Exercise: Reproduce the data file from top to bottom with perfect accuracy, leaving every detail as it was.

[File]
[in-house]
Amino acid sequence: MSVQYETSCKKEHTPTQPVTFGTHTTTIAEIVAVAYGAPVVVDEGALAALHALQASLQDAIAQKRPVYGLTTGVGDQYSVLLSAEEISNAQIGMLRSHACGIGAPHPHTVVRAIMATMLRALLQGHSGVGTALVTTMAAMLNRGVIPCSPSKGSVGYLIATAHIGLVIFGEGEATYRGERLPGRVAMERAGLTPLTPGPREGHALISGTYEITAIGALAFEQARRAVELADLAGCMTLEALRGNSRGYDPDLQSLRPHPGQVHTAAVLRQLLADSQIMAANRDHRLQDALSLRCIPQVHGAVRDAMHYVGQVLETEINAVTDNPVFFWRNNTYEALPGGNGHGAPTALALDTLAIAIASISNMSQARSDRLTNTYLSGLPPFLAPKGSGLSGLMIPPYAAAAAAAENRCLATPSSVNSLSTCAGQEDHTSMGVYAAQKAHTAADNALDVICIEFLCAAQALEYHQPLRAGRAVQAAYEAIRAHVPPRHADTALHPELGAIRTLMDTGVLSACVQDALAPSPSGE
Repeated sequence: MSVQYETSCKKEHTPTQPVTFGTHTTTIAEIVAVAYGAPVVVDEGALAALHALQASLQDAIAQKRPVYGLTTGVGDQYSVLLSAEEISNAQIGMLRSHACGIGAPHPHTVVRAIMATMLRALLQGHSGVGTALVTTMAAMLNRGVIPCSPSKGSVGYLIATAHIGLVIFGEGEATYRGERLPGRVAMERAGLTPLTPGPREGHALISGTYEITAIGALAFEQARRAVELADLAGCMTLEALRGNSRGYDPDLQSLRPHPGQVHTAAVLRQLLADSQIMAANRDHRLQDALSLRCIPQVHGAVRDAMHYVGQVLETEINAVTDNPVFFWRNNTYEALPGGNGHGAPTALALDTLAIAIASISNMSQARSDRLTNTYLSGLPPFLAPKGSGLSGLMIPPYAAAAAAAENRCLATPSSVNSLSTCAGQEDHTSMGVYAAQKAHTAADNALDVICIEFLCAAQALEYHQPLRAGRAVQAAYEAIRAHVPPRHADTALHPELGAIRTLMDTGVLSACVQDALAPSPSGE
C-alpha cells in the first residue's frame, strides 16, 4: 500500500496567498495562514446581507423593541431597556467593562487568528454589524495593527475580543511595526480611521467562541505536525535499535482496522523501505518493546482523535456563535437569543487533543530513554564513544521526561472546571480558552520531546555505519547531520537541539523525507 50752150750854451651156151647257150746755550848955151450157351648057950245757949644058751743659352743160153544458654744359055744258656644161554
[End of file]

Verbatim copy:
[in-house]
Amino acid sequence: MSVQYETSCKKEHTPTQPVTFGTHTTTIAEIVAVAYGAPVVVDEGALAALHALQASLQDAIAQKRPVYGLTTGVGDQYSVLLSAEEISNAQIGMLRSHACGIGAPHPHTVVRAIMATMLRALLQGHSGVGTALVTTMAAMLNRGVIPCSPSKGSVGYLIATAHIGLVIFGEGEATYRGERLPGRVAMERAGLTPLTPGPREGHALISGTYEITAIGALAFEQARRAVELADLAGCMTLEALRGNSRGYDPDLQSLRPHPGQVHTAAVLRQLLADSQIMAANRDHRLQDALSLRCIPQVHGAVRDAMHYVGQVLETEINAVTDNPVFFWRNNTYEALPGGNGHGAPTALALDTLAIAIASISNMSQARSDRLTNTYLSGLPPFLAPKGSGLSGLMIPPYAAAAAAAENRCLATPSSVNSLSTCAGQEDHTSMGVYAAQKAHTAADNALDVICIEFLCAAQALEYHQPLRAGRAVQAAYEAIRAHVPPRHADTALHPELGAIRTLMDTGVLSACVQDALAPSPSGE
Repeated sequence: MSVQYETSCKKEHTPTQPVTFGTHTTTIAEIVAVAYGAPVVVDEGALAALHALQASLQDAIAQKRPVYGLTTGVGDQYSVLLSAEEISNAQIGMLRSHACGIGAPHPHTVVRAIMATMLRALLQGHSGVGTALVTTMAAMLNRGVIPCSPSKGSVGYLIATAHIGLVIFGEGEATYRGERLPGRVAMERAGLTPLTPGPREGHALISGTYEITAIGALAFEQARRAVELADLAGCMTLEALRGNSRGYDPDLQSLRPHPGQVHTAAVLRQLLADSQIMAANRDHRLQDALSLRCIPQVHGAVRDAMHYVGQVLETEINAVTDNPVFFWRNNTYEALPGGNGHGAPTALALDTLAIAIASISNMSQARSDRLTNTYLSGLPPFLAPKGSGLSGLMIPPYAAAAAAAENRCLATPSSVNSLSTCAGQEDHTSMGVYAAQKAHTAADNALDVICIEFLCAAQALEYHQPLRAGRAVQAAYEAIRAHVPPRHADTALHPELGAIRTLMDTGVLSACVQDALAPSPSGE
C-alpha cells in the first residue's frame, strides 16, 4: 500500500496567498495562514446581507423593541431597556467593562487568528454589524495593527475580543511595526480611521467562541505536525535499535482496522523501505518493546482523535456563535437569543487533543530513554564513544521526561472546571480558552520531546555505519547531520537541539523525507 50752150750854451651156151647257150746755550848955151450157351648057950245757949644058751743659352743160153544458654744359055744258656644161554